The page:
The state Department of Cultural Affairs is losing the public argument over whether artist Gilberto Guzmán’s mural “Multicultural” should remain on the old building where a new modern art museum is planned.
The huge mural, originally installed in 1980 along a wall facing Guadalupe Street, has become the latest cultural flashpoint in Santa Fe.
Cultural Affairs plans a world-class, $12 million contemporary art museum in what’s known as the Halpin Building, with the help of a $4 million donation from Robert and Ellen Vladem. But state officials say the building’s existing piece of modern art – Guzmán’s mural, restored in 1993 – has to go. They say the mural, and the stucco and wall it’s painted on are crumbling, and that “Multicultural,” as an outdoor mural, in any case wasn’t meant to last forever. There’s a reference in the contract under which Guzmán undertook the mural to the outdoor artwork’s “natural life.”
But supporters of saving the mural say its removal would be just the latest case of the erosion of Santa Fe’s traditional, Hispanic culture and another example of gentrification by the well-heeled.
The Journal North has supported the museum’s contemporary design over those who wanted something in the old adobe look. And we have said in the past that, given the condition of the mural and its wall, and the fact that Guzmán’s image has had a good 40-year run, perhaps a new mural somewhere else in the Railyard area was the way to go.
But, in recent months, the value of Guzmán’s big piece of public art has been driven home by protesters and others. Now, Cultural Affairs needs to come up with a response that’s better, or at least more detailed, than saying that saving the mural just can’t be done.
The mural depicts an Indigenous woman spreading her arms across the wall of the building. Other New Mexican and Indigenous elements are incorporated, including a train, a canyon and people of different races coming together.
Irene Vasquez, Chicana and Chicano Studies department chair at UNM, told Journal North’s Isabella Alves that to remove the mural is to diminish how artists reflect aspects of their culture.
“It is confounding to me that there is widespread discussion about the value of the ‘Multicultural’ mural,” she said. “The move to take the mural down, regardless of how it is being couched, asserts a value judgment (that) it is not important within the context of development efforts in Sante Fe.”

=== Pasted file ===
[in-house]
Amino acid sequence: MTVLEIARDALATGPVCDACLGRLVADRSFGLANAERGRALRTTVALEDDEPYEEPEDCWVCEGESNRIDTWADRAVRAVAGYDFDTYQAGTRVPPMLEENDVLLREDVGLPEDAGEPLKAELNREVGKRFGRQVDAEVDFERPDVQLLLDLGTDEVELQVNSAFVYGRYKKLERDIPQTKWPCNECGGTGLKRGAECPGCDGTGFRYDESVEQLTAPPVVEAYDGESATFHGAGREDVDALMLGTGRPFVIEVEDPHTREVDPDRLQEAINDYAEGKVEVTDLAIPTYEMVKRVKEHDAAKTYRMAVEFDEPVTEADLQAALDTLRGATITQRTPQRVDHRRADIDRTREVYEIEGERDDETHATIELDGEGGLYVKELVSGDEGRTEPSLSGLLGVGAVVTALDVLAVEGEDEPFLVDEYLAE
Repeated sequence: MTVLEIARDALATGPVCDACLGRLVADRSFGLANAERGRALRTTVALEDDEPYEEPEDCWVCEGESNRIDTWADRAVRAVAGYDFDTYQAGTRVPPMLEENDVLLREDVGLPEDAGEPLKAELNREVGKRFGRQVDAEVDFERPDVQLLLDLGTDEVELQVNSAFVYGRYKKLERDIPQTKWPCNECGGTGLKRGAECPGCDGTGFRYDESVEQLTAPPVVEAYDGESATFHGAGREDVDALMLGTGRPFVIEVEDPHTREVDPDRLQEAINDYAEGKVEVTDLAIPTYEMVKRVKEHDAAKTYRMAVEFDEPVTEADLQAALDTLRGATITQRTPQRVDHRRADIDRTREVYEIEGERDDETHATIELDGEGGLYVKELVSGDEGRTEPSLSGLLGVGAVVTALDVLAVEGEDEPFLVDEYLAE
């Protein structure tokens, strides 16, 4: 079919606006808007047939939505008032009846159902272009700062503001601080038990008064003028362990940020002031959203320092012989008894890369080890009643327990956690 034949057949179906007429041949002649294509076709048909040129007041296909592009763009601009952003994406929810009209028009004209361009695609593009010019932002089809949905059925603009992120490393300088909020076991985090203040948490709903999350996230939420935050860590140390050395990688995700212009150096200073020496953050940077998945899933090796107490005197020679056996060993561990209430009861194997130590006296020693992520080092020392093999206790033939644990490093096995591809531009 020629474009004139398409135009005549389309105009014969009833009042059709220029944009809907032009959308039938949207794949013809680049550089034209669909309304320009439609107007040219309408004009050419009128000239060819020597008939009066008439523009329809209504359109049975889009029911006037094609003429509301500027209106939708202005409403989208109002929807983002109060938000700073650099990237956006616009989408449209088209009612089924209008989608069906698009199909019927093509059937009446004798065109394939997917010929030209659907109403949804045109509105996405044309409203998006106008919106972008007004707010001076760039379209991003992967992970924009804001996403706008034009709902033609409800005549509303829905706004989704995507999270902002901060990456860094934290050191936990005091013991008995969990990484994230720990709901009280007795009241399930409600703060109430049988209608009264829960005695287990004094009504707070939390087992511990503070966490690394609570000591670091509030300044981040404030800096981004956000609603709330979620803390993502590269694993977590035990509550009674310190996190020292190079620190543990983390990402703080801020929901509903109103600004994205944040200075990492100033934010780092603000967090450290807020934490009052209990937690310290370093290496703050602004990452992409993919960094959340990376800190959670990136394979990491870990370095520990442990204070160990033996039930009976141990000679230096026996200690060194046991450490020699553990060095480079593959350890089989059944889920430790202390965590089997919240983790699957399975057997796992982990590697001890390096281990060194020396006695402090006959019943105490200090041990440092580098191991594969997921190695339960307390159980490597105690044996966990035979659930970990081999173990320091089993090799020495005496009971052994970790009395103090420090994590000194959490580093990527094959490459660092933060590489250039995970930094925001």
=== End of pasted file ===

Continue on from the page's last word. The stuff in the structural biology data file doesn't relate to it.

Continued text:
Ray Hernández-Durán, professor of art history in the Department of Art at UNM, emphasized the importance of murals in Spanish and Indigenous cultures.
“We have been seeing for the past two decades, just the wholesale destruction of Chicano, Latino, murals across the country,” he said.
“When you touch it, or destroy it, there’s like a larger kind of comment being made here that has to do with the lack of representation of certain voices, the lack of inclusion of certain voices, the erasure of certain communities’ histories (and) the marginalization of certain communities,” he said.
Hernández-Durán also doesn’t buy the Cultural Affairs Department’s stance that the mural couldn’t be saved or restored. “I and my colleagues, who are trained art historians, were laughing at this. It’s preposterous,” he said. “If they can save (Leonardo) da Vinci’s ‘Last Supper,’ a 500-year-old mural that was flakes on the floor … there’s just no way that this mural cannot be saved.”
Artist Guzmán himself said: “The fact of the matter is it’s a piece of cultural patrimony and it’s beloved. Demolishing it is a larger issue of erasure and gentrification, as we see it.”
Cultural Affairs says the mural would be honored at the new museum with a plaque outside and projection of an image of the mural inside.
The department’s argument against keeping the existing mural intact seems simple. It would be too costly, officials say.
But, at this point, with the mural becoming a symbol of cultural division, state officials should prove that assertion as best they can. How much would a restoration cost? What would have to be given up in the new museum to save Guzmán’s mural for another decade or two?
Daniel Zillmann, director of communications and marketing at Cultural Affairs, says a cost estimate itself would require money and an independent, professional conservator to write the report would have to be found.
“It would take a lot of funds to preserve the mural in any way,” he said. “Even that preservation of the mural wouldn’t last forever. This would be an ongoing and expensive process.”
Caught in the middle of this culture clash are the Vladems, whose big donation for the modern art museum has drawn fire. Yes, no good deed goes unpunished.
Robert Vladem said the decision to remove the mural was made before the donation. Since the donation, they have experienced a lot of name-calling and bullying on social media. “If anyone had told me this would be so controversial, I never would have made the gift,” he said.
Vladem also said he found it insulting that some people would insinuate he made removing the mural a condition of his donation – which he says isn’t true.
The mural’s demise seemed all but certain a few weeks ago, and it remains likely. But, now, Guzmán has filed a federal court lawsuit to try to save it.
Regardless of the outcome of the litigation, Cultural Affairs should elaborate on why it believes the mural must be taken down. Removing the mural may be the only way to fix the wall of the old warehouse building, but we need to know about the potential costs and other details, including options for a restoration. The controversy over the mural has attracted national attention. Maybe funds could be raised to save the mural.
The museum project shouldn’t proceed with many in the community left to believe that the state just doesn’t want “Multicultural” to be part of New Mexico’s next landmark museum. Too many people are invested in saving the mural for halfway explanations.